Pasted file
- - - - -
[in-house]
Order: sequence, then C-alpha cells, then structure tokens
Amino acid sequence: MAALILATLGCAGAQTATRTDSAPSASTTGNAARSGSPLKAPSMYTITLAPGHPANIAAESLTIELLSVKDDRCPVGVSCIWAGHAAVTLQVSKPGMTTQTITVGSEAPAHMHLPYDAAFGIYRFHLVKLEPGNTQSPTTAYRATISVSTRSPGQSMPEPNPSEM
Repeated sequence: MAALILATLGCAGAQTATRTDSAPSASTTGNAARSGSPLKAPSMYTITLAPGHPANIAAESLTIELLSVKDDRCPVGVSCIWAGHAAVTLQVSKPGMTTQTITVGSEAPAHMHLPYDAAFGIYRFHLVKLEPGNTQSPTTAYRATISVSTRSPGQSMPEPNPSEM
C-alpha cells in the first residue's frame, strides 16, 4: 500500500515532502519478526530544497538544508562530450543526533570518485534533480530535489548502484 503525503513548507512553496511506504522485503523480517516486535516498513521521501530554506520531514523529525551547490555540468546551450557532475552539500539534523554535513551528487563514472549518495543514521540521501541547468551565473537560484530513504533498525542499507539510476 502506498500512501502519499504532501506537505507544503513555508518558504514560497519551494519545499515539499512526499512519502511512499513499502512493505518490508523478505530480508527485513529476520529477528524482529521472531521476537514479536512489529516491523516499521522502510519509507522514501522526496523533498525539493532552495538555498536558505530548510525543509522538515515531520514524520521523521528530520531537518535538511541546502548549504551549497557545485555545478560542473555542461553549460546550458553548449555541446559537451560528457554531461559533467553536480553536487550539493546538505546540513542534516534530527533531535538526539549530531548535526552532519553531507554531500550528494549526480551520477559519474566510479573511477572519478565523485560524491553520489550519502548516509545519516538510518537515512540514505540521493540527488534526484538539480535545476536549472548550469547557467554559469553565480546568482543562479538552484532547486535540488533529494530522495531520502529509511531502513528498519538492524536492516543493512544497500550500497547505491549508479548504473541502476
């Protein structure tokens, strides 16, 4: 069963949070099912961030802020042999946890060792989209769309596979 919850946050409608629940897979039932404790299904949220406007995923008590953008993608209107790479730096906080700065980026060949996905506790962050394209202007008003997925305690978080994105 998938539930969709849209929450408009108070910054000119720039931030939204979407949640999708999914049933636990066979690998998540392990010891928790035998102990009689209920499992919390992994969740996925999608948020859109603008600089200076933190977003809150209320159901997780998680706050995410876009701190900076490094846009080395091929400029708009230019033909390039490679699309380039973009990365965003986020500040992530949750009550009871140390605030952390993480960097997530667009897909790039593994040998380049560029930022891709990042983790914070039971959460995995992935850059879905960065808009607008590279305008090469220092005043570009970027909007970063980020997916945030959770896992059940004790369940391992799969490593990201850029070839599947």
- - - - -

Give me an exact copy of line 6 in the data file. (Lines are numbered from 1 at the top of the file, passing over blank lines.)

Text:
């Protein structure tokens, strides 16, 4: 069963949070099912961030802020042999946890060792989209769309596979 919850946050409608629940897979039932404790299904949220406007995923008590953008993608209107790479730096906080700065980026060949996905506790962050394209202007008003997925305690978080994105 998938539930969709849209929450408009108070910054000119720039931030939204979407949640999708999914049933636990066979690998998540392990010891928790035998102990009689209920499992919390992994969740996925999608948020859109603008600089200076933190977003809150209320159901997780998680706050995410876009701190900076490094846009080395091929400029708009230019033909390039490679699309380039973009990365965003986020500040992530949750009550009871140390605030952390993480960097997530667009897909790039593994040998380049560029930022891709990042983790914070039971959460995995992935850059879905960065808009607008590279305008090469220092005043570009970027909007970063980020997916945030959770896992059940004790369940391992799969490593990201850029070839599947």